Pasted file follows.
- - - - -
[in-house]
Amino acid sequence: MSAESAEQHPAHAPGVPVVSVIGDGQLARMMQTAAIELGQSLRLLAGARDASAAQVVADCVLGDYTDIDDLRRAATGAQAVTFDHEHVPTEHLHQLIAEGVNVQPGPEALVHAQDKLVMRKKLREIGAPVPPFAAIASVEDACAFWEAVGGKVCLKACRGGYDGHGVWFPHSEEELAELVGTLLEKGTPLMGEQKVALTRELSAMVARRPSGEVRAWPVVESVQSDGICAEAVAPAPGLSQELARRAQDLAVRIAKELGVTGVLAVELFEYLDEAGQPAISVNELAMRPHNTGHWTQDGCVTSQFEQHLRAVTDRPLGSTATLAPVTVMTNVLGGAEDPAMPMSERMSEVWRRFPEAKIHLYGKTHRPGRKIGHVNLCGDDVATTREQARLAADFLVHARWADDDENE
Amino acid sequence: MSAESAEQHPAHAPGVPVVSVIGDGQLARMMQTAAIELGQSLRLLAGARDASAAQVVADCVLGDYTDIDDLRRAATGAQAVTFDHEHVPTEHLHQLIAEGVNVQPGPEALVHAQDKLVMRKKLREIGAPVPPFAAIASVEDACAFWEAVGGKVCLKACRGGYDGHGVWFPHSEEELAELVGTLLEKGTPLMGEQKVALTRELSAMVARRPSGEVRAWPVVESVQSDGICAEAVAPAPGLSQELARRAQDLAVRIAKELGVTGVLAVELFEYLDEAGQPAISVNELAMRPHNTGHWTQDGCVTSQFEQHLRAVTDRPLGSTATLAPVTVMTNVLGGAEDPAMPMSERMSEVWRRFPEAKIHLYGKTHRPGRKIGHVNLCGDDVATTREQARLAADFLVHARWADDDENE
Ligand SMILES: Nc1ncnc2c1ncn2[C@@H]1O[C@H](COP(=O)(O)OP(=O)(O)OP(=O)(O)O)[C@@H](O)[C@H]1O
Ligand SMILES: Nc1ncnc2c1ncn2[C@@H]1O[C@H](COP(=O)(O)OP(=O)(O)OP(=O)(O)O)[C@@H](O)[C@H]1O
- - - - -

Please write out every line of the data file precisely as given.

[in-house]
Amino acid sequence: MSAESAEQHPAHAPGVPVVSVIGDGQLARMMQTAAIELGQSLRLLAGARDASAAQVVADCVLGDYTDIDDLRRAATGAQAVTFDHEHVPTEHLHQLIAEGVNVQPGPEALVHAQDKLVMRKKLREIGAPVPPFAAIASVEDACAFWEAVGGKVCLKACRGGYDGHGVWFPHSEEELAELVGTLLEKGTPLMGEQKVALTRELSAMVARRPSGEVRAWPVVESVQSDGICAEAVAPAPGLSQELARRAQDLAVRIAKELGVTGVLAVELFEYLDEAGQPAISVNELAMRPHNTGHWTQDGCVTSQFEQHLRAVTDRPLGSTATLAPVTVMTNVLGGAEDPAMPMSERMSEVWRRFPEAKIHLYGKTHRPGRKIGHVNLCGDDVATTREQARLAADFLVHARWADDDENE
Amino acid sequence: MSAESAEQHPAHAPGVPVVSVIGDGQLARMMQTAAIELGQSLRLLAGARDASAAQVVADCVLGDYTDIDDLRRAATGAQAVTFDHEHVPTEHLHQLIAEGVNVQPGPEALVHAQDKLVMRKKLREIGAPVPPFAAIASVEDACAFWEAVGGKVCLKACRGGYDGHGVWFPHSEEELAELVGTLLEKGTPLMGEQKVALTRELSAMVARRPSGEVRAWPVVESVQSDGICAEAVAPAPGLSQELARRAQDLAVRIAKELGVTGVLAVELFEYLDEAGQPAISVNELAMRPHNTGHWTQDGCVTSQFEQHLRAVTDRPLGSTATLAPVTVMTNVLGGAEDPAMPMSERMSEVWRRFPEAKIHLYGKTHRPGRKIGHVNLCGDDVATTREQARLAADFLVHARWADDDENE
Ligand SMILES: Nc1ncnc2c1ncn2[C@@H]1O[C@H](COP(=O)(O)OP(=O)(O)OP(=O)(O)O)[C@@H](O)[C@H]1O
Ligand SMILES: Nc1ncnc2c1ncn2[C@@H]1O[C@H](COP(=O)(O)OP(=O)(O)OP(=O)(O)O)[C@@H](O)[C@H]1O